“Waitress — another round of Pit-Sinnnnggga! [with shooting motion] if ya would please!” She looked at me with amusement and asked “Miso? You sure?” Yep, bring it on! Tea, beer, miso. In for a lamb, in for a sheep! The way to a man’s heart is through his stomach but I was steering them toward kidney failure.
By now, the waitress was enjoying the challenge and had enlisted help for beers and the miso service. Little O was first to try the miso — “Da hell! Tain’t bad, tastes like Grand Isle tapwater! Rat was obsessing over the spoon “Shore don’t fit no American mouth!” Fox wasn’t sold; “Sho is a lotta water in this here soup and what tha hell is this little cheese cubie floatin’ round?”
A dilemma had arisen. This was certainly not a tofu crowd. Tofu was a thing to be derided as “Et by a Prius driver wearing yoga pants with his hair all up in a man bun ”. T-Rat’s bumper sticker came to mind “If God didn’t want us to eat cows, why’d he make em’ out of meat?”
They all gamely tried the miso and in a fit of open-mindedness, agreed that with enough hot sauce it might be edible. I assured them any more tofu would be crispy fried. Little O said “ Waaaall that’s kinda like lipstick on a pig, ah mean itsa bean sprout fer crissake!”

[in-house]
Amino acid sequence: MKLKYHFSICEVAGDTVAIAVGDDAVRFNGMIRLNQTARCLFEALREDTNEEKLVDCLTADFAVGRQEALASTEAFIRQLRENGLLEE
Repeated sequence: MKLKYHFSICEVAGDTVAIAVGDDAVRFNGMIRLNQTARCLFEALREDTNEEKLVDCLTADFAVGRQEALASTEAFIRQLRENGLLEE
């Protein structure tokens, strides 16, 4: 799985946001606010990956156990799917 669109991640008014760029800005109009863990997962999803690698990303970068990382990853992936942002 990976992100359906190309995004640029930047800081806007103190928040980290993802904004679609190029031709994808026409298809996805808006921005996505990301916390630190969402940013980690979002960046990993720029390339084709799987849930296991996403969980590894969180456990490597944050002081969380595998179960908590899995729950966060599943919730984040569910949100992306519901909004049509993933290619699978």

Their furious intake rate of Japanese beer was mildly concerning too. Impressive both in volume and price at $9 apiece. Oh well, can’t stop them now. They all knew what chop sticks were but it was unclear if they had ever tried them. When the polished black pairs of sticks arrived in linen napkins, two of the boys performed gleeful drum solos pinging off miso cups and piziinging the beer bottles. The other patrons stood nervously to leave. I just shrugged at them and they smiled and bowed fearfully as they went to fetch shoes and coats.
The boat of exotic foods was starting to take on the spectre of a lost pirate ship drifting into harbor and when it finally arrived, it was burgeoning. It was 30 cm wide with three layers of sushi, squid, condiments, an intact fried fish, thinly sliced beef and quite a few things I couldn’t identify. Purple pansies fore and aft mimicked lotus flowers in this impressive presentation. Fox was first out of the chute “Dayaum! This thang’s long as a pirogue and plum FULLa food!”